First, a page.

Three Indonesian Christians executed over Muslim killings: lawyer

Three Indonesian Christians who were on death row for inciting violence against Muslims in 2000 have been executed by firing squad, their lawyer told AFP.

"They have been executed. Their bodies are now undergoing an autopsy at the police hospital," lawyer Roy Rening said.

Rening said he was informed of the executions of Fabianus Tibo, Dominggus da Silva and Marianus Riwu by the prosecutors office in Palu, the capital of religiously-divided Central Sulawesi province, where the men were being held.

Authorities typically do not inform the public of executions, which are held at undisclosed locations, until several hours after an autopsy is completed.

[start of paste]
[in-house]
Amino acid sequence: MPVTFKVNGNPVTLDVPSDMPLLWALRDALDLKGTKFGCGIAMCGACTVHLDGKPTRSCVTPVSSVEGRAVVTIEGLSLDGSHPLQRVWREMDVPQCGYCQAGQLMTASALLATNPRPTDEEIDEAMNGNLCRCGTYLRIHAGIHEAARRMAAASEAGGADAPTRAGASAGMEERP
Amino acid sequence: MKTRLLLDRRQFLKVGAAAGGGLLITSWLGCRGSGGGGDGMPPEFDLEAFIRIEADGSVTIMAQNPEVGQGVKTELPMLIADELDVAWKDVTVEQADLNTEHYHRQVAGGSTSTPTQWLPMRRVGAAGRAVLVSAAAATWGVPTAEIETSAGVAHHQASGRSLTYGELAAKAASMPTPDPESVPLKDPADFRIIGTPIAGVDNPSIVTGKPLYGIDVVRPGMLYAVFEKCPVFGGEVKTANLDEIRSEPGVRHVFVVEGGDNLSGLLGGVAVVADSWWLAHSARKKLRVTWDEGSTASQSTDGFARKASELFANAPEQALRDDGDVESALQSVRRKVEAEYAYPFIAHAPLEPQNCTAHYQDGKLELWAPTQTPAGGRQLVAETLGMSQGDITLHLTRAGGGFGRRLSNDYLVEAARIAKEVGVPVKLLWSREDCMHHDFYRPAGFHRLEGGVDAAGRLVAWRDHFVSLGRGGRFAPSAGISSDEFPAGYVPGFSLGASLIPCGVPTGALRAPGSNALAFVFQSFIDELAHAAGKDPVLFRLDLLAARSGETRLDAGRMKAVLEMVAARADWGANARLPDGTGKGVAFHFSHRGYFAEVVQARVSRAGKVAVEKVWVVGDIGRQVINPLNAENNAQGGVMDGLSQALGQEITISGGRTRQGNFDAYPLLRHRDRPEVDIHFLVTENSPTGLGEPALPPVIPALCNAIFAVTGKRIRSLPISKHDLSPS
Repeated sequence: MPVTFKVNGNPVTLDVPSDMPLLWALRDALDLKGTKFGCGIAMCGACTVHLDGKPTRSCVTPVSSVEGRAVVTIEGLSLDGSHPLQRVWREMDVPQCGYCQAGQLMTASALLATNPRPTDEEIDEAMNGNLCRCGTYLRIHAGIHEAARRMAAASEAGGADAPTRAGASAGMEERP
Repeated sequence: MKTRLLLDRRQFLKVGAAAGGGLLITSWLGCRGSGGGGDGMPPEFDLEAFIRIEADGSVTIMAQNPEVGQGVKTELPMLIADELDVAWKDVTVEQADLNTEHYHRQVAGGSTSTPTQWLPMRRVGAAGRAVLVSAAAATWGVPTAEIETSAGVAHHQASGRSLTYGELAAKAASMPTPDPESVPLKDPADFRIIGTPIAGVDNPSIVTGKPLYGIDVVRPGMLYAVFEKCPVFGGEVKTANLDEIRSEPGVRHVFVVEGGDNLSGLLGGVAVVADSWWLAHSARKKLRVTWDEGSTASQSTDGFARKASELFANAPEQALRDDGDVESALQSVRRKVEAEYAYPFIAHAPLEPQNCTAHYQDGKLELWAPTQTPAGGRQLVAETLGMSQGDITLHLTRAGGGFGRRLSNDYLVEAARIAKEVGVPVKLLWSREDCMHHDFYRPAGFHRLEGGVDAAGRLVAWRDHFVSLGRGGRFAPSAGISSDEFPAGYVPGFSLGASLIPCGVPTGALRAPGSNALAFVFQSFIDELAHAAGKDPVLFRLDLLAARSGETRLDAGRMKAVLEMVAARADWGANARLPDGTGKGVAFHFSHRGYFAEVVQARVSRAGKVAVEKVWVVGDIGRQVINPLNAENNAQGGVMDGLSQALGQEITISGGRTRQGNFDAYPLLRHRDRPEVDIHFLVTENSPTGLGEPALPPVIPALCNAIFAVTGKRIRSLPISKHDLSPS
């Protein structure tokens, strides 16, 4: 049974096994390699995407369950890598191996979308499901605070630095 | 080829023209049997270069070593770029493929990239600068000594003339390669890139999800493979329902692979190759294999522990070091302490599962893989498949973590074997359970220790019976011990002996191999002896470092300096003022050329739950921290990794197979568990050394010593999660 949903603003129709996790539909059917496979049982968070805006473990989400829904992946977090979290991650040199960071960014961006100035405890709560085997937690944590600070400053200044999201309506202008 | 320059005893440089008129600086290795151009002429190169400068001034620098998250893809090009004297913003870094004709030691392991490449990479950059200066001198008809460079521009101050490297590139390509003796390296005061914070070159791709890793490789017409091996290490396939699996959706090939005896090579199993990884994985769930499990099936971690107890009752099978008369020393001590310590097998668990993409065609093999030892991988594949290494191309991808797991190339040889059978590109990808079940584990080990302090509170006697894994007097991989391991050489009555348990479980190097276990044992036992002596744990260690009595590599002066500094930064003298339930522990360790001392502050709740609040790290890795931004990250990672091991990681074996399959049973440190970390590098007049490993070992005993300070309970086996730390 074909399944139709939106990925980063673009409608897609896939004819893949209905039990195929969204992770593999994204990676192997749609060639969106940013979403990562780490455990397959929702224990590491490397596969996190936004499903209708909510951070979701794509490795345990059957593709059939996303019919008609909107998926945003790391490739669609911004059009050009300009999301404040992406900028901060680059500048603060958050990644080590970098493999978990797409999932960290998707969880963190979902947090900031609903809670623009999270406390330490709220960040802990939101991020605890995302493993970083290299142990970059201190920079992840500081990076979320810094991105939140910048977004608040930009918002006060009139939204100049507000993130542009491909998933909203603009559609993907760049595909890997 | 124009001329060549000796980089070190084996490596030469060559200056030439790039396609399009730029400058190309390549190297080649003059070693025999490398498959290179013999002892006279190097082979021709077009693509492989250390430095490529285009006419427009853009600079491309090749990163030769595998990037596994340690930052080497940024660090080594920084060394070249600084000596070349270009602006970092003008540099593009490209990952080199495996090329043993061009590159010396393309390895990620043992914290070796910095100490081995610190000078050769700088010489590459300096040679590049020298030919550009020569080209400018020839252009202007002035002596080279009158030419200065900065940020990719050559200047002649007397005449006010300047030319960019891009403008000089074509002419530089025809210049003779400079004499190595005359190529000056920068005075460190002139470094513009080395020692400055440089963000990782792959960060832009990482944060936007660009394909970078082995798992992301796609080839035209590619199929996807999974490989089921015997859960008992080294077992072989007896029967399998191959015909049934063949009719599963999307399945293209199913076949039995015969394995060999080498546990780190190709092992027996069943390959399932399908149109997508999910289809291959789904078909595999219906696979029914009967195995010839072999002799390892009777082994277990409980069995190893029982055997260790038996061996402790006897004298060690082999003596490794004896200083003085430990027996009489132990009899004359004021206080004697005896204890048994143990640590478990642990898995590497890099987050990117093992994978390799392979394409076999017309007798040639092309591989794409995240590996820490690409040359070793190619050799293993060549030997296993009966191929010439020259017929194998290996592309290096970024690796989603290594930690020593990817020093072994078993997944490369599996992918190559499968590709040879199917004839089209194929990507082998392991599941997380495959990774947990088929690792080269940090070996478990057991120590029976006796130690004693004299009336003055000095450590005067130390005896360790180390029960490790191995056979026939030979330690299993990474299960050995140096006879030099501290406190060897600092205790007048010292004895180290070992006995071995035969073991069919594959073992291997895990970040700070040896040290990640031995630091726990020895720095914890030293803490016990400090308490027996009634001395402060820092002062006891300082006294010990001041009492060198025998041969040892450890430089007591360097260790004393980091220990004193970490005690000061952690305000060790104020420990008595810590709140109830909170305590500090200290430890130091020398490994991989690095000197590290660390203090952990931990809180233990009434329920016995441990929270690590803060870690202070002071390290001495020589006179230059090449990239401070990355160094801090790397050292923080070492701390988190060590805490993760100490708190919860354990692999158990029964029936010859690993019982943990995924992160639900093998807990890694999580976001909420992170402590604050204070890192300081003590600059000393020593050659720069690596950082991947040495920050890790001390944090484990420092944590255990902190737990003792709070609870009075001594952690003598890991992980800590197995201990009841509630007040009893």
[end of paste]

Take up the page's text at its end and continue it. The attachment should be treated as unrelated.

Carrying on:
Rening added that he refused to be present at the deaths to protest a rejection by the state of their last demands, including that their bodies be flown back to their home towns or laid in wake at Palu's main Catholic church.

He was unable to give further details about the precise time of the death, but a flurry of activity had occurred around midnight local time (1800 GMT) at the tightly-guarded jail.

The case of the trio has raised fears of sectarian violence flaring again in Central Sulawesi, where more than 1,000 people lost their lives in 2000-01 as Muslims and Christians clashed.

Thousands of security forces had fanned out across the province in anticipation of the executions, which had been initially scheduled for last month.

But authorities granted a last-minute stay of execution -- even after the men's coffins had been prepared -- shortly after Pope Benedict XVI issued a plea for clemency, though a link was denied.

According to Amnesty international, which had raised questions about the fairness of the men's 2001 trial, the most recent previous execution in Indonesia was in May 2005.

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